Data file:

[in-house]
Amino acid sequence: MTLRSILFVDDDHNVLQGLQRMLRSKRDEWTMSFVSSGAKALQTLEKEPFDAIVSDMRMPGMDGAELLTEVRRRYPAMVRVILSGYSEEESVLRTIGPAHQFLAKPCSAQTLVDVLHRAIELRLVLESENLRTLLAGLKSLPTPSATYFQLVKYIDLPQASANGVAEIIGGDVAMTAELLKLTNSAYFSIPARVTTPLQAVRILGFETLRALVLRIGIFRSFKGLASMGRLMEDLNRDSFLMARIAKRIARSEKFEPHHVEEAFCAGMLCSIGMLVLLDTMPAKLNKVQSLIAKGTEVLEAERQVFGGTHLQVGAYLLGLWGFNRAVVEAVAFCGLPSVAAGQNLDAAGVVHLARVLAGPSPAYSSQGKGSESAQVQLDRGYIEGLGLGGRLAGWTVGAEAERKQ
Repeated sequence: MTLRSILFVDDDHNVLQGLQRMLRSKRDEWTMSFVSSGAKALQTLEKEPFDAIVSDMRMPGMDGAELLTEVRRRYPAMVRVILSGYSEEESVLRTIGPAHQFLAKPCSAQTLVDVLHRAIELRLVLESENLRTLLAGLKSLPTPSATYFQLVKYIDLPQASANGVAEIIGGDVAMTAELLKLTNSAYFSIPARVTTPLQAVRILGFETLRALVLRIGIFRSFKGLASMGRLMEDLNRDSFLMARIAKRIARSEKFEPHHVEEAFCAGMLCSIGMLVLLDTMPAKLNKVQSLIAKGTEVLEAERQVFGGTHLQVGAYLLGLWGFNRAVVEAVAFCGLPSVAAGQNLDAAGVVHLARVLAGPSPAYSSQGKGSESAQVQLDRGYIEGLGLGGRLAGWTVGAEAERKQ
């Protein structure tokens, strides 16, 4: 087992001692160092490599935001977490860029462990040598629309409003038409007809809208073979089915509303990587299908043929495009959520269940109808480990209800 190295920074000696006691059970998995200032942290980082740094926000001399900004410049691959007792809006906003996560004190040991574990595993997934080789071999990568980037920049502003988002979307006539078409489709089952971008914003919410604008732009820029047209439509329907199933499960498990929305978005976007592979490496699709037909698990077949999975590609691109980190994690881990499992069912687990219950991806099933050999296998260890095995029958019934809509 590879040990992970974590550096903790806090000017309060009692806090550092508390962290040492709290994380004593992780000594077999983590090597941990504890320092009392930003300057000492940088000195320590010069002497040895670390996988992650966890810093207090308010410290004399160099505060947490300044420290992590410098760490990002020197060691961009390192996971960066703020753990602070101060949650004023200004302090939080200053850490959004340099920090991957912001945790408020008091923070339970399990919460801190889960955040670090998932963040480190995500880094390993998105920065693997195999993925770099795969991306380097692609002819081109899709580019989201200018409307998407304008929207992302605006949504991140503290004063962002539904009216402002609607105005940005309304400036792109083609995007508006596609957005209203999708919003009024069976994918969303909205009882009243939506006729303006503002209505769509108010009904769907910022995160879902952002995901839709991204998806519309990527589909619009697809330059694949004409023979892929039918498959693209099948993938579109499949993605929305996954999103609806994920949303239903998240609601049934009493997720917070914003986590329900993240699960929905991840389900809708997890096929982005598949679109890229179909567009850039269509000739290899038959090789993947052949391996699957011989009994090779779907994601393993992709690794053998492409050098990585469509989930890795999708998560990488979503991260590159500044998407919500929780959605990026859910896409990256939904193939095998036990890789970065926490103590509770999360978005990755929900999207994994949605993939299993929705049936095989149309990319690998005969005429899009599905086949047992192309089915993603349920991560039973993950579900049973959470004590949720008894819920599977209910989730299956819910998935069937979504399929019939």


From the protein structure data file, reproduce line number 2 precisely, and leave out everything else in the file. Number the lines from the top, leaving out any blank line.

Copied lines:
Amino acid sequence: MTLRSILFVDDDHNVLQGLQRMLRSKRDEWTMSFVSSGAKALQTLEKEPFDAIVSDMRMPGMDGAELLTEVRRRYPAMVRVILSGYSEEESVLRTIGPAHQFLAKPCSAQTLVDVLHRAIELRLVLESENLRTLLAGLKSLPTPSATYFQLVKYIDLPQASANGVAEIIGGDVAMTAELLKLTNSAYFSIPARVTTPLQAVRILGFETLRALVLRIGIFRSFKGLASMGRLMEDLNRDSFLMARIAKRIARSEKFEPHHVEEAFCAGMLCSIGMLVLLDTMPAKLNKVQSLIAKGTEVLEAERQVFGGTHLQVGAYLLGLWGFNRAVVEAVAFCGLPSVAAGQNLDAAGVVHLARVLAGPSPAYSSQGKGSESAQVQLDRGYIEGLGLGGRLAGWTVGAEAERKQ